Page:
How Dev and Ops Can Work Together for Continuous Delivery - InformationWeek
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How Dev and Ops Can Work Together for Continuous Delivery

How can you get to continuous delivery when your Dev team and Ops team seem to be working at cross purposes? Learn how to build a harmonious, collaborative DevOps team instead.

Your organization has created a DevOps group, embarked on a journey to implement Agile methodology, and has been working towards continuous delivery. But have you really examined what that all means? Have you thought about the fact that you will be making one of the most difficult changes that can be made in an organization -- a cultural change?

Mandy and Patrick Hubbard, who are married to each other, understand your pain, and they are uniquely suited to help you get to where you need to go.

(Image: diwou/Pixabay)

(Image: diwou/Pixabay)

Mandy is a continuous delivery expert and QA architect who has worked for organizations such as Care.com HomePay, Crossroads (now StrongBox Data Systems), and Alterpoint. She's on the DevOps conference show presentation circuit now, speaking at Jenkins World and Velocity last year. Her husband, Patrick, describes himself as head geek and director of technical product marketing at SolarWinds, an IT management software company. He was also a speaker at Interop ITX last year.

This year the pair will appear together for the first time on a conference stage at Interop ITX 2018 to talk about The Impassable Last Mile of Continuous Delivery. But while it may be the first time they have appeared together on a conference stage to talk about DevOps, it won't be the first time they've presented their knowledge and expertise in front of an audience, they told InformationWeek in an interview.

"We've done them for our friends," Patrick told me. "We've done them, geeking out with friends…Mandy and I will get into conversations about automation, virtualization, software-defined infrastructure."

Each partner brings a different set of skills, experience, and knowledge to these conversations. Patrick likes to build things and learn new languages, according to Mandy.

"I like to make sure we do things in a scalable, reliable way," she said. If these sound like complementary skill sets, they are, but that doesn't mean that everything was always so smooth.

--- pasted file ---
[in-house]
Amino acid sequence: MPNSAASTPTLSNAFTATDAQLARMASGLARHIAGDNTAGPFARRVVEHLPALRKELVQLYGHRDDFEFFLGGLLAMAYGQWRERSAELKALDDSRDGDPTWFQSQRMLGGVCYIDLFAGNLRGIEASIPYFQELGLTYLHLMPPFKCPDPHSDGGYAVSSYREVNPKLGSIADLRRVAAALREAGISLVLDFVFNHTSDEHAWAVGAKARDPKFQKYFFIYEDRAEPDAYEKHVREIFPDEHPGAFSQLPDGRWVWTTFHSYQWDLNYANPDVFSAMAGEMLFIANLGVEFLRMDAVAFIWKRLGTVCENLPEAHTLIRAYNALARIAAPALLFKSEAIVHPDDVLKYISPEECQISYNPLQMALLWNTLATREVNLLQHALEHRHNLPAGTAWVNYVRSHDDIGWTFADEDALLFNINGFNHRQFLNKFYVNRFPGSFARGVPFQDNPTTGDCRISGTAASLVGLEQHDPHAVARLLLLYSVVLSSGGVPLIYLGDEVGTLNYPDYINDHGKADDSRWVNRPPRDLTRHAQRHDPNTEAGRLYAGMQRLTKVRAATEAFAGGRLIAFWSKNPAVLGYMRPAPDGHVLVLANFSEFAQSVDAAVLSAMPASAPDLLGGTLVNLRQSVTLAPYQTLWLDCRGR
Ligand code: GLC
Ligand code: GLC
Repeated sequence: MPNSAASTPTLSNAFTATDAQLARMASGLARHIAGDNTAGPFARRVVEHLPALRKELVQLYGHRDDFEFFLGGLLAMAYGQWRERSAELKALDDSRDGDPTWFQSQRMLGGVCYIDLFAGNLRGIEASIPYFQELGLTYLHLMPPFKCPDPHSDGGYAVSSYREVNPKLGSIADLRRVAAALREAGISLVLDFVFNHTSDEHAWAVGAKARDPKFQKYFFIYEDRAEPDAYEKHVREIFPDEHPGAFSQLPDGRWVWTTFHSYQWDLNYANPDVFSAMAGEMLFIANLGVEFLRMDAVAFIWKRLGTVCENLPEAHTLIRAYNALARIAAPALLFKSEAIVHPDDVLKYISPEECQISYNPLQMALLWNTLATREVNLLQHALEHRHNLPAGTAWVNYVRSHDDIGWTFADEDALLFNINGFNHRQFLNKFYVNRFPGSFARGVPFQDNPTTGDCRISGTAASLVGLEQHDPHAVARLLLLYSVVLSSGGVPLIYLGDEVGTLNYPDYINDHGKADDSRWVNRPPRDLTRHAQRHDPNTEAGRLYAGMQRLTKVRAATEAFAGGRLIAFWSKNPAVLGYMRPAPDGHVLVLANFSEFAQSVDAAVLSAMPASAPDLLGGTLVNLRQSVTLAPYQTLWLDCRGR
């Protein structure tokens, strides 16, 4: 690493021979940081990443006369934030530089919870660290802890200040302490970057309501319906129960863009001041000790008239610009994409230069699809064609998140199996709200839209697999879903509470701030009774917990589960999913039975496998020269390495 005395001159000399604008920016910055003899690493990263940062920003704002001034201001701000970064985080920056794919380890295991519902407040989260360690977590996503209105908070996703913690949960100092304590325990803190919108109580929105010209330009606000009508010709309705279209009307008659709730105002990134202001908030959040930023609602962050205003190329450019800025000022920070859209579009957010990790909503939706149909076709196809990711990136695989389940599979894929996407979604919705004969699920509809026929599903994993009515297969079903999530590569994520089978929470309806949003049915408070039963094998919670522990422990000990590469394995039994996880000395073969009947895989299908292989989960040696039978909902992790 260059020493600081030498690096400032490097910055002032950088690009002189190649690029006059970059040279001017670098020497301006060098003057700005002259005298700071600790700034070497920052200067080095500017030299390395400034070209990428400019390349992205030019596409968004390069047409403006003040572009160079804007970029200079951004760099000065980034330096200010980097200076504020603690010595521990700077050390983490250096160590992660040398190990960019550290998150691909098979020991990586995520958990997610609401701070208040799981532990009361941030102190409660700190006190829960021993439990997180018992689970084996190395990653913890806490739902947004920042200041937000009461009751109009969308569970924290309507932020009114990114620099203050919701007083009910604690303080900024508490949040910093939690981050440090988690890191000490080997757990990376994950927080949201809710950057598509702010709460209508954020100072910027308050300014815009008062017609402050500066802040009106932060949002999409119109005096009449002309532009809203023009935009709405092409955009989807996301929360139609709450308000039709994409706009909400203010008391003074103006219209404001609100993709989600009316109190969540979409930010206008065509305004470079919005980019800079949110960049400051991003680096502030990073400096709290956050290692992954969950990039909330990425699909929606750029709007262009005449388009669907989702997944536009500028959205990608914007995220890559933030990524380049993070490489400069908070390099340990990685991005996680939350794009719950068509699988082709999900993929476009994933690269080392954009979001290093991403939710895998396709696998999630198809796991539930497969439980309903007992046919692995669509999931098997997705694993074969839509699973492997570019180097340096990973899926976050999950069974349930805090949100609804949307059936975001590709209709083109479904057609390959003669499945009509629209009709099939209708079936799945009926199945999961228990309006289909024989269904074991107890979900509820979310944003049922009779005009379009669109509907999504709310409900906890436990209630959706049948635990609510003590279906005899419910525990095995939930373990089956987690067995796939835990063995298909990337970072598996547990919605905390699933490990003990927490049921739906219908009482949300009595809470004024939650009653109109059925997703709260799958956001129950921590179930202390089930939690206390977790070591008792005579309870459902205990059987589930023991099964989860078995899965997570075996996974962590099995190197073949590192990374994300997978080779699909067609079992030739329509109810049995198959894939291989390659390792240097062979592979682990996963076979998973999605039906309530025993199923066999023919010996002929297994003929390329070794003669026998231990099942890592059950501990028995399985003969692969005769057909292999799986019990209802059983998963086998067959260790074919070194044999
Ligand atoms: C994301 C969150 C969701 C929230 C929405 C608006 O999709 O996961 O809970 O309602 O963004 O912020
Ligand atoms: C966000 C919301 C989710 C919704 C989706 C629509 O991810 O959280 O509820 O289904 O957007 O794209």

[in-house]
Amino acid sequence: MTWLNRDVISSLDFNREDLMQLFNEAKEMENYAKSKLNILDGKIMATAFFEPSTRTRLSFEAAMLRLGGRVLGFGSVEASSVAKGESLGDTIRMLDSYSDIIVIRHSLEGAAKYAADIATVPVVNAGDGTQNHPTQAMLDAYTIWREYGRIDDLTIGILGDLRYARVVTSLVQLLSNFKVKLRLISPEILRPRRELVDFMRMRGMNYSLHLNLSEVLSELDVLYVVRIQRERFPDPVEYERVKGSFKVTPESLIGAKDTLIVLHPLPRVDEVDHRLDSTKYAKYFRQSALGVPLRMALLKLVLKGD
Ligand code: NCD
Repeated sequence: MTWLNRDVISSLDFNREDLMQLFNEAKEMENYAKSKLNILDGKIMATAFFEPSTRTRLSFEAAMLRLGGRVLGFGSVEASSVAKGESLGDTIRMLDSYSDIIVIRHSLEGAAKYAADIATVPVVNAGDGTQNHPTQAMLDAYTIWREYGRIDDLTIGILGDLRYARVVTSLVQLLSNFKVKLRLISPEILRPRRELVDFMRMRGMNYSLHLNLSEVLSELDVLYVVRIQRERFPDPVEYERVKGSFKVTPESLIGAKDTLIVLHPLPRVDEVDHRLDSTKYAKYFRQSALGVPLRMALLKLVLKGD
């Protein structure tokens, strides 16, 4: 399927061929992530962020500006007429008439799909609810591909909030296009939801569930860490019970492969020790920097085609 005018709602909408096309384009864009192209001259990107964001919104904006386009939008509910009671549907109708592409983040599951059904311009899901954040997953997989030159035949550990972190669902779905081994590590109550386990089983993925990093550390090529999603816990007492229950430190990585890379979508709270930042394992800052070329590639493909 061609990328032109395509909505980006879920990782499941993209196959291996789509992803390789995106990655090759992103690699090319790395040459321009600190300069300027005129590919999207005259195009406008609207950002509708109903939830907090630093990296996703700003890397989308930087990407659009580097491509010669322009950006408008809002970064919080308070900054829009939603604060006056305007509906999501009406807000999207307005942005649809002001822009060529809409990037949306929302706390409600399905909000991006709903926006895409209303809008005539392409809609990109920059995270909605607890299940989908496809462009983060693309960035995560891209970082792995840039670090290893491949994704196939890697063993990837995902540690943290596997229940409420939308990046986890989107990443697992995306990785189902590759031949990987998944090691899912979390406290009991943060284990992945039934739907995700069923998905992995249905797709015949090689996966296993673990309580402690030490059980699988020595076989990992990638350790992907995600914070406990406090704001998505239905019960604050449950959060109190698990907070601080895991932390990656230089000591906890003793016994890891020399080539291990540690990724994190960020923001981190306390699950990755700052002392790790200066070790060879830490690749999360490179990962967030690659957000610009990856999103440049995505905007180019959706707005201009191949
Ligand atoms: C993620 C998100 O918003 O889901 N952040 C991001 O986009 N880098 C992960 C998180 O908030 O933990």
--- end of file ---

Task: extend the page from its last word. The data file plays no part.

The pair met when they were coworkers in 2000. Mandy served as the lead QA engineer and Patrick was a sales engineer who had built a demo environment that was great at highlighting the features of the product.

Management told Mandy to keep the demo environment stable, make sure it ran on the latest code base, but they said she should not let Patrick make any changes. Management told Mandy that all changes needed to go through her.

But then the management created a back channel to Patrick. They told Patrick not to listen to Mandy. They told him to go ahead and make any changes he needed to make to the code in order to show the coolest new things to the customer. "Just do it!" they said, according to Mandy and Patrick.

"So they created this dynamic that exists in so many companies where they want one person to keep reins on process and make sure the results are predictable, and then they want the other person to be dynamic and charismatic and creative and can throw something together really quickly. But then the risk is higher," Mandy said. And you run the risk of some negative interactions with your coworkers.

It took a long time before Mandy and Patrick Hubbard talked about their experiences at that job and figured out how management had pitted each of them against each other.  

"We didn't understand the dynamic until years later," Patrick said. "We have already professionally argued about technology as passionately as any two people can at work. So relatively in our relationship it's pretty harmonious when we talk about tech."

Their strengths as collaborators remain the same. Patrick is the builder or maker, he said. But he's learned quite a bit more about what happens to his code when it moves to the operations side of the house.

"Cowboy development creates an enormous technical debt for the business that will have to get solved," Patrick said. It's important to also think about the way things will have to be maintained in the unsexy years after Dev walks away and then Ops has to run the thing for months and years afterwards. That is one of the greatest things you can do as an architect or a developer or someone who works on strategy. Step back and think about quality."

You can reap the benefits of the Hubbards' long DevOps collaboration during their session at Interop ITX on Thursday, May 3, in Las Vegas. Mandy and Patrick Hubbard promise to offer best practices to help organizations navigate the cultural changes needed to reach your organization's goals and create a cohesive team environment during The Impassable Last Mile of Continuous Delivery Session.

Jessica Davis has spent a career covering the intersection of business and technology at titles including IDG's Infoworld, Ziff Davis Enterprise's eWeek and Channel Insider, and Penton Technology's MSPmentor. She's passionate about the practical use of business intelligence, ... View Full Bio

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